Ethics and Morals

While sitting at my work desk, I’ve been pondering a statement from an email I received about a month or so ago:

  • Ethics (from ethos – the steady state of the atmosphere in a cave) is distinct from moral (from descriptive practices or mores of a culture). 

The email had come in a discussion on servant leadership for churches.  In the discussion, some questions had arisen, expecially the matter of truth in a relativistic society.  In the midst of that discussion the ethics of what we do became a question to be examined.

For years I have equated ethics and morals.  Maybe I have been too simplistic. The statement above made me evaluate my own approach.

In our society I can quickly point to things I think are wrong — to morals that stare me in the face every day.  Abortion, homosexuality, rape, murder, stealing, fraud, hypocrisy and much more.  These are very much the practices of our culture.  I can categorize and synthesize and even analyze them.

But in the end, when I have all this laid out in front of me, these are just desciptions.  The real question that we need to examine as a society is the matter of what the prevailing atmosphere is around us — the steady state of the “air”.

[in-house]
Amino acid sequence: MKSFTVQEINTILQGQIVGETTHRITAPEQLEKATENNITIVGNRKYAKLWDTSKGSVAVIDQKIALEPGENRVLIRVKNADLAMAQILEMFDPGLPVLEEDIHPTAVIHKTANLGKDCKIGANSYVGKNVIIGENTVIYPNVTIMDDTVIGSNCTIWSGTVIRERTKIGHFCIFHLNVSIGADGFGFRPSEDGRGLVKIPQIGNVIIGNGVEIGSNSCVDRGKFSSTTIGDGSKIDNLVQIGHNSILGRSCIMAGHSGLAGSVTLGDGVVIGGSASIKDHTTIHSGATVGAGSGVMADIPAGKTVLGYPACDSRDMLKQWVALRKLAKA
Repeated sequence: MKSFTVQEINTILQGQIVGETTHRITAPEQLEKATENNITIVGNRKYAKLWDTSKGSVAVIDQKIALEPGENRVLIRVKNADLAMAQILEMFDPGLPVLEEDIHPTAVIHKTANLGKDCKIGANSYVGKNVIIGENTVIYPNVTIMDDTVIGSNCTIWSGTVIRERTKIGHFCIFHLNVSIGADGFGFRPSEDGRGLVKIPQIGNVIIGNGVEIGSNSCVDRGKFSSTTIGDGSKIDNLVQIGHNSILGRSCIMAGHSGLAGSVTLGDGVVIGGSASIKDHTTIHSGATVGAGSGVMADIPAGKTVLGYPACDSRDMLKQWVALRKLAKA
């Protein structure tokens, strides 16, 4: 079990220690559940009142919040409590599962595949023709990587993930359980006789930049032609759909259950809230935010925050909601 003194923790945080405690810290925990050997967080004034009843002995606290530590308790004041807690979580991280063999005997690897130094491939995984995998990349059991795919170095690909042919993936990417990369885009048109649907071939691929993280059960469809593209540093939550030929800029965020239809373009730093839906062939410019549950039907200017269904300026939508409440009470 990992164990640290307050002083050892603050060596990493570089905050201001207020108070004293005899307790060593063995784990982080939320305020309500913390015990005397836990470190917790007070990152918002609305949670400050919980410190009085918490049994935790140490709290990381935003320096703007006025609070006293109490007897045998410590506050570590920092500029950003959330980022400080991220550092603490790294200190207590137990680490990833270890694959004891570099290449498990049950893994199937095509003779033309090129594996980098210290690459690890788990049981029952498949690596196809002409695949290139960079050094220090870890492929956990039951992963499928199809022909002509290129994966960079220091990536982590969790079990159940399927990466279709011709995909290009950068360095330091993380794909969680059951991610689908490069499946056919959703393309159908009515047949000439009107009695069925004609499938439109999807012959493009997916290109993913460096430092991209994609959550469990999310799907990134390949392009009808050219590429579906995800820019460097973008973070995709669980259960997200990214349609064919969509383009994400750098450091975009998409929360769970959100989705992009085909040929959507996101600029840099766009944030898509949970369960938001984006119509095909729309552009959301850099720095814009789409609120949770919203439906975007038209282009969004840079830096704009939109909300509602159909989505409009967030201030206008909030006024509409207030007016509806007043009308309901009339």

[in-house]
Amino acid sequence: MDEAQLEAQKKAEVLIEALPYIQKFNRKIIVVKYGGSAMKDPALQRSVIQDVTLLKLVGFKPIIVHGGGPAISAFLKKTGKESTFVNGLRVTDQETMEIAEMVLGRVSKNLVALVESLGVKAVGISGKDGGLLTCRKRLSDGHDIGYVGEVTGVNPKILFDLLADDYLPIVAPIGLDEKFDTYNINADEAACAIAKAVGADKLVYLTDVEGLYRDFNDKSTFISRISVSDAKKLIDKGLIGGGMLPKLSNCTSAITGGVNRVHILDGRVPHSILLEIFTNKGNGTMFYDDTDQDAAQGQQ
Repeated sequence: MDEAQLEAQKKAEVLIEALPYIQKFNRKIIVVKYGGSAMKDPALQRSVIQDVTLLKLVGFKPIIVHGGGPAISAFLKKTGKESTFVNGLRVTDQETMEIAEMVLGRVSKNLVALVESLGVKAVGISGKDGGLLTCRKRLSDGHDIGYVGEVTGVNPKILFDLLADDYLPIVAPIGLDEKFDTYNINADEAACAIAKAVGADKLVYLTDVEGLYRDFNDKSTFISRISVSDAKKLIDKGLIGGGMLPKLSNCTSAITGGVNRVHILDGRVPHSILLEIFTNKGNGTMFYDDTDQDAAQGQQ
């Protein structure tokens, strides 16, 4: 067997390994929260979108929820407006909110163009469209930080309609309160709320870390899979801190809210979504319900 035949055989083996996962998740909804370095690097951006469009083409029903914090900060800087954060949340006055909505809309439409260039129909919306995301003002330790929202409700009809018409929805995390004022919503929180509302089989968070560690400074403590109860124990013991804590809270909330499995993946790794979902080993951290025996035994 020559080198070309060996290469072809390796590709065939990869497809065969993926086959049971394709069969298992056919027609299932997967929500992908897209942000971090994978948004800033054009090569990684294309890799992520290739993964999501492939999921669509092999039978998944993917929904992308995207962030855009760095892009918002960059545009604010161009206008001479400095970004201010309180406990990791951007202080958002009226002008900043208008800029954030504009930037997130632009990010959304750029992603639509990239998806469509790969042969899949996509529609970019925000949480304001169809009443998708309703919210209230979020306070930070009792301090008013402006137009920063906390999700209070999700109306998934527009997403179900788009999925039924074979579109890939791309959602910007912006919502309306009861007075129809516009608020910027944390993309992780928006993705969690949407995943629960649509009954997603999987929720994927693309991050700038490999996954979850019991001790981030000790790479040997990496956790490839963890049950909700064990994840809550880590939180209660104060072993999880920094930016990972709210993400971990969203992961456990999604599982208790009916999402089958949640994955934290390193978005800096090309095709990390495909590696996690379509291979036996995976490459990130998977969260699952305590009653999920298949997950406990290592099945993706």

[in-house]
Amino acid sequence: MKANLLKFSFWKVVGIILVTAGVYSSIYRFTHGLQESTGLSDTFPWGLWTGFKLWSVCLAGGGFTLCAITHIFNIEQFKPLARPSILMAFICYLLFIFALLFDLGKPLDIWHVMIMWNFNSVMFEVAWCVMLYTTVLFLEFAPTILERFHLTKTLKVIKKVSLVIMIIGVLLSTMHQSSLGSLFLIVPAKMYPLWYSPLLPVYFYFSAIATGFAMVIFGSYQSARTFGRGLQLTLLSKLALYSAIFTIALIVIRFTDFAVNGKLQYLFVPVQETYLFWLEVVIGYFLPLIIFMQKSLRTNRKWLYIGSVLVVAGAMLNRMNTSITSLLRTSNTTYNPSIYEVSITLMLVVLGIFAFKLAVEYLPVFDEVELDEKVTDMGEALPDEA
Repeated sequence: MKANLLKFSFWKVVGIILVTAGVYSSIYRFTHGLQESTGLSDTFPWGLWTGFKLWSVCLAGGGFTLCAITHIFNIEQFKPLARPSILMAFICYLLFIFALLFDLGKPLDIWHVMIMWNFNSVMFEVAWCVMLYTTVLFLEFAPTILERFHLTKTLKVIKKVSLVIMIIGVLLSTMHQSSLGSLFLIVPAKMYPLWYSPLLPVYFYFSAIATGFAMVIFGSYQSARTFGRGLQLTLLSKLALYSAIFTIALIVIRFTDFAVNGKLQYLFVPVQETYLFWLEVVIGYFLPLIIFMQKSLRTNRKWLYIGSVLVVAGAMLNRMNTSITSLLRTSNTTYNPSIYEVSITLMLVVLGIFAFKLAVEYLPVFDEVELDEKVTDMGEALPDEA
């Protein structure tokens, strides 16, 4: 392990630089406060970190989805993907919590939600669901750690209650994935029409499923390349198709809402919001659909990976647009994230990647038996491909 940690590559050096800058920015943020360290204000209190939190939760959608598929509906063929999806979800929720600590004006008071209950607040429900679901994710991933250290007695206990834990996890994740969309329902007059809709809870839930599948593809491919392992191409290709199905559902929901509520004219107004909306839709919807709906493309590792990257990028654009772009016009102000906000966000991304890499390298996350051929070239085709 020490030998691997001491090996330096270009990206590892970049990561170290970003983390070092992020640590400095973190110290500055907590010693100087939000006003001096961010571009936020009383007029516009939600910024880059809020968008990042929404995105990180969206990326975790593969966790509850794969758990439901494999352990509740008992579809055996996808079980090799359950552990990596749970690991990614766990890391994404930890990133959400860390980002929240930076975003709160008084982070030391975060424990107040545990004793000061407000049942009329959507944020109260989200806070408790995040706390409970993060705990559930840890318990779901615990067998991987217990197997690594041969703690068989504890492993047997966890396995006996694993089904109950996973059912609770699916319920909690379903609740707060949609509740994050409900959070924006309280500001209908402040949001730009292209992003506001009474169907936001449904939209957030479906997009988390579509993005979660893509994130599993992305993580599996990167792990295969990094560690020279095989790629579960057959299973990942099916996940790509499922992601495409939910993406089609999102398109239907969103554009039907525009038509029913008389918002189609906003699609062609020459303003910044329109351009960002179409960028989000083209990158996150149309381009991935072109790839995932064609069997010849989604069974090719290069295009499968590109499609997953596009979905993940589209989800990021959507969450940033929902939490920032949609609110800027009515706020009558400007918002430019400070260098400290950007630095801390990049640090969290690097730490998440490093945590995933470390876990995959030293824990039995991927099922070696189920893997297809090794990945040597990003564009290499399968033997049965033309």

Take the case of a cave that is full of carbon dioxide (CO2).  The culmination of many observations of CO2ness within a cave leads you to conclude that this is a CO2 cave.   Where carbon dioxide is in greater supply than oxygen we have an ethic of CO2.  

Now arises the matter of a way of life.  Or more rightly put a way to life.  You can state that your “cave” is a CO2 cave.  But is that healthy?  Is that life?  You thus must come to a concensus of the “truth” — of what is healthy and what is life.

Most people around us are content to merely describe the ethics and morals of what is happening around them.  They will “live with it”, or as some say, “if it feels good, do it”.  But as a Christian, I am called to be a change agent — to be leading people to be reconciled with God — to know truth, to come to life, to find the way — the way that brings life and not suffocation and death.

And in the end, the old cliche from the ’60’s still stands — “Jesus is the answer.”  What is looked on as a simple answer is actually the most complex, fulfilling and inexhaustible answer for our society and for each individual in it.

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